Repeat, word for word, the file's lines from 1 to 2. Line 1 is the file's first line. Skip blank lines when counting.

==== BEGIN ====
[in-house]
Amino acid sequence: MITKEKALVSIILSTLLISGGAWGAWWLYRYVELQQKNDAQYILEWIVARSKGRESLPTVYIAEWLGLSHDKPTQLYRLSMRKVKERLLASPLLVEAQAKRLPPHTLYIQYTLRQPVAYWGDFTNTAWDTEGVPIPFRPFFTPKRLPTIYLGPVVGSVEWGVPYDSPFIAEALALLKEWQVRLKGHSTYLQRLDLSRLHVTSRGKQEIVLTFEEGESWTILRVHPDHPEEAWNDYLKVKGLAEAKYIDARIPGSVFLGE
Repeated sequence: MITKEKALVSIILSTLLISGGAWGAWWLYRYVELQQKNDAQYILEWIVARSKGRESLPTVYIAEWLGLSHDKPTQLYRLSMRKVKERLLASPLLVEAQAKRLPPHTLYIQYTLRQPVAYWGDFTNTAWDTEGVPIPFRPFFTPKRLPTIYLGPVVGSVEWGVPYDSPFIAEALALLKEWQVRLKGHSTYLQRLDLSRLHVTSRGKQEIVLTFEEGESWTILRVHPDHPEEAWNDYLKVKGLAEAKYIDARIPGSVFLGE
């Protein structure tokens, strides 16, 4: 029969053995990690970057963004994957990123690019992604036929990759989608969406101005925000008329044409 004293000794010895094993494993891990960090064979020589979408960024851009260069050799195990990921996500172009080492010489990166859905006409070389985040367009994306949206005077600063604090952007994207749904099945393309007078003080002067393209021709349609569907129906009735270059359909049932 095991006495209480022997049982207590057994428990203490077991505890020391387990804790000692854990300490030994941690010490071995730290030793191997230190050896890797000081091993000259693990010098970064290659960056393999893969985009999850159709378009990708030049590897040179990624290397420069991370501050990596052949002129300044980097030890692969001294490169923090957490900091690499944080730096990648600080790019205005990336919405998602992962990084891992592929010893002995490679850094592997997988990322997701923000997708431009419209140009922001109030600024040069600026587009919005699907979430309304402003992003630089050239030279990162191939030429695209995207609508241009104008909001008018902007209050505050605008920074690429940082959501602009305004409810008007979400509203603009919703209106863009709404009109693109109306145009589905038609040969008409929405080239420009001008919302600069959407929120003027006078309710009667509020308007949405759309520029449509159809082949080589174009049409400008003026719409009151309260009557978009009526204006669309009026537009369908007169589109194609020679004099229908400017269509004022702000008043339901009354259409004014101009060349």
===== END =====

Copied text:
[in-house]
Amino acid sequence: MITKEKALVSIILSTLLISGGAWGAWWLYRYVELQQKNDAQYILEWIVARSKGRESLPTVYIAEWLGLSHDKPTQLYRLSMRKVKERLLASPLLVEAQAKRLPPHTLYIQYTLRQPVAYWGDFTNTAWDTEGVPIPFRPFFTPKRLPTIYLGPVVGSVEWGVPYDSPFIAEALALLKEWQVRLKGHSTYLQRLDLSRLHVTSRGKQEIVLTFEEGESWTILRVHPDHPEEAWNDYLKVKGLAEAKYIDARIPGSVFLGE